Gandalf seminar 2019-2020
Gandalf is the postgrad-student-run pure maths seminar.
Talks take place on Wednesday at 16:00 in CM221, or whatever room happens to be free at the time. Biscuits are always supplied!
Gandalf stands for the Geometry AND ALgebra Forum, name due to Herbert Gangl. Occasionally it becomes the Radagast seminar, Research And Development in Algebra, Geometry And Sometimes Topology, if the Topologists are feeling particularly left out. Whenever Clare's involved, Gandalf becomes Saruman, for Students Acronymised Research Using Measures And Numbers
Epiphany 2020 Talks
An unusual characterisation of doubly ruled surfaces
Wednesday 5 February, 2020 at 15:00, in CM225a
Abstract: Doubly ruled surfaces are surfaces which can be covered with straight lines in two different ways. Examples include the one-sheeted hyperboloid and the hyperbolic paraboloid (and, surprisingly enough, no more!). In this talk I am going to focus on the following result: "Given 3 skew lines in space, the set of lines that intersect those 3 lines will always be one of the two sets of lines of a doubly ruled surface." This fascinating and mysterious result is stated and proven in Hilbert and Cohn-Vossen's book Geometry and the Imagination. I will talk about a different approach one could take about proving this, this time using some geometric structures defined in the space of lines in Euclidean 3D space. No prerequisites, come along I think you will enjoy it!
Unramification of number fields
Wednesday 22 January, 2020, at 15:00, in CM107
Abstract: The aim of this talk will be to give a short overview of the topic of my masters dissertation. The subject of algebraic number theory is in some sense, the study of Extensions of Algebraic Number Fields and a key idea in this study is the idea of 'ramification'. As such, I will give the definition of ramification, a little intuition on why it is in some sense 'bad' and, if there is time, overview some of the known results about the study of the 'Maximal unramified Extension' of a given number field K.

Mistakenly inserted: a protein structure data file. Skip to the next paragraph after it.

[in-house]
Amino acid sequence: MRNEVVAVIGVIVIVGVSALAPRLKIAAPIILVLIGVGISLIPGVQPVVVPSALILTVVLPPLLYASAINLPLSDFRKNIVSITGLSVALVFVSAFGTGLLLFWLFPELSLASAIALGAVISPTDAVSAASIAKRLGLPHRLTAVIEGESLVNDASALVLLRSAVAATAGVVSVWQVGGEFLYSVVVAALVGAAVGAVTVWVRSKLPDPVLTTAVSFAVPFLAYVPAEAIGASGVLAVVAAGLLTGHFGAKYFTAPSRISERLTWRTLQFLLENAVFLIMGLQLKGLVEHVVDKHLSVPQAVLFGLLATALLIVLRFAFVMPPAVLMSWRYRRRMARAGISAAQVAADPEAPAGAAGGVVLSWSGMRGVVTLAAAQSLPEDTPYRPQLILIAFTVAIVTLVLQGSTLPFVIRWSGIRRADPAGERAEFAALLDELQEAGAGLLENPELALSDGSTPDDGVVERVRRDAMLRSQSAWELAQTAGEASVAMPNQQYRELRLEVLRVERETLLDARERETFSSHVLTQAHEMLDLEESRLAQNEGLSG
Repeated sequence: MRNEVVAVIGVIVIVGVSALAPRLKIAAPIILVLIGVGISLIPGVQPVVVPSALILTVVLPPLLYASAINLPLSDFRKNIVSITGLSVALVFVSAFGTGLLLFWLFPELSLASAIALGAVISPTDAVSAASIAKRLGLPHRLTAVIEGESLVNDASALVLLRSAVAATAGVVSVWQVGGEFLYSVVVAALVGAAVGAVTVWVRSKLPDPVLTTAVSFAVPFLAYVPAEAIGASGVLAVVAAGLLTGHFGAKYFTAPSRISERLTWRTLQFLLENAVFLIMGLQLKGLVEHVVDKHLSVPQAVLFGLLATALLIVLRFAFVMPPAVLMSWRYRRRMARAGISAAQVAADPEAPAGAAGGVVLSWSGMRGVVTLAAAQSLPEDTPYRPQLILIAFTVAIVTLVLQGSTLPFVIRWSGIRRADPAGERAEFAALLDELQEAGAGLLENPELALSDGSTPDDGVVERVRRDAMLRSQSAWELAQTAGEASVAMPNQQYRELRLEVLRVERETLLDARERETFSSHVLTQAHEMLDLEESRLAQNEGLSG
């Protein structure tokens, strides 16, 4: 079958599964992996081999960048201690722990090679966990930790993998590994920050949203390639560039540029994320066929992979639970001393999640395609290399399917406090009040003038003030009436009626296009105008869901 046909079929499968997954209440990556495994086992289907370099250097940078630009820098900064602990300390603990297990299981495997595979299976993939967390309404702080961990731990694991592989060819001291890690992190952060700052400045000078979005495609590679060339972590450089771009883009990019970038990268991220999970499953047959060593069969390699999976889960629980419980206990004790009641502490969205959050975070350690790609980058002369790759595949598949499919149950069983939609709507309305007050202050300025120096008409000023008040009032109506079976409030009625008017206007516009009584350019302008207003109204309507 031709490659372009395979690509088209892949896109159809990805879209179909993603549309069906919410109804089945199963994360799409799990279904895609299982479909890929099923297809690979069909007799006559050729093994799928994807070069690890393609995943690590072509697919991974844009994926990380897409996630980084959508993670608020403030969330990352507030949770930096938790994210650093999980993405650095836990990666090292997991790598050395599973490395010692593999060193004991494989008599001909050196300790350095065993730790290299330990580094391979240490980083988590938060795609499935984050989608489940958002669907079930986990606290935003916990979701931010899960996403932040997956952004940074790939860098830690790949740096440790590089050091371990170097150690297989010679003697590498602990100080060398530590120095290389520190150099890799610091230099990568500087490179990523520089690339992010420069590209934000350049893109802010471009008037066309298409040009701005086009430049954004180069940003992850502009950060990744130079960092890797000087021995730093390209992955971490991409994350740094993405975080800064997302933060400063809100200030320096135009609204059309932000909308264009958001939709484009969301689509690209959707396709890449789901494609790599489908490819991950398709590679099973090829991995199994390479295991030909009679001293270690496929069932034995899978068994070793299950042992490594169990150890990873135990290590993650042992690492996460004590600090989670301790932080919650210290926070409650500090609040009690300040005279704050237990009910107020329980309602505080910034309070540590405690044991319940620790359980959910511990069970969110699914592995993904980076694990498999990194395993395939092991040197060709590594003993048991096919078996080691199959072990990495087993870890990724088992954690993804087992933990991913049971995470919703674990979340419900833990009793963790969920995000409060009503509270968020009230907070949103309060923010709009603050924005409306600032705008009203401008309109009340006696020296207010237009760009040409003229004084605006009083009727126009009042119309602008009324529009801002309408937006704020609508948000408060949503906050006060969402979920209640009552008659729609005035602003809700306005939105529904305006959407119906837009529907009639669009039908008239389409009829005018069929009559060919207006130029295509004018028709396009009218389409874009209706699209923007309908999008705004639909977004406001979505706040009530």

Michaelmas 2019 Talks
Wednesday 30 October, 2019, at 14:00, in CM105
Abstract: It's a mystery!
Limit Theorems for Trajectories of a Renewal Random Walk
Wednesday 23 October, 2019, at 14:00, in CM105
Abstract: In this talk, I present a discrete-time renewal process in which each renewal event is associated with an integer mark. This model may also be considered as a random walk on the 2-dimensional integer lattice, whose increments have strictly positive horizontal component. Under the assumption that the increment distribution has exponential moments, we prove Central and Local Central Limit Theorems for the (intermediate) heights of the trajectories of this walk. We also establish the weak convergence of the distribution of the trajectories to the distribution of the Brownian motion. We next place a large deviations condition on the height of the trajectory at its endpoint; under this condition, similar Central and Local Central Limit Theorems for the (intermediate) heights exist. We further establish weak convergence of the distributions of the conditional trajectories to the law of the Brownian bridge.
A geometric algorithm for multiplying continued fractions with applications to the p-adic Littlewood conjecture
Wednesday 25 September, 2019, at 14:00, in CM107
Abstract: In recent years, the problem of deducing the continued fraction expansion of px from the continued fraction expansion of x has become a topic of increased interest. This is due in part to a reformulation of the p-adic Littlewood conjecture – an open problem in Diophantine approximation – which pertains to the behaviour of the partial quotients of xp^k as k tends to infinity (for p a fixed prime). In this talk, we will discuss how one can interpret multiplication of a continued fraction by some integer n as a map between the Farey complex and the 1/n-scaled Farey complex. In turn, this allows us to interpret integer multiplication of continued fractions as a replacement of one triangulation on an orbifold with another triangulation. Using this geometric setting, we will then construct a reformulation of the p-adic Littlewood Conjecture and discuss how one can improve on known bounds for this problem.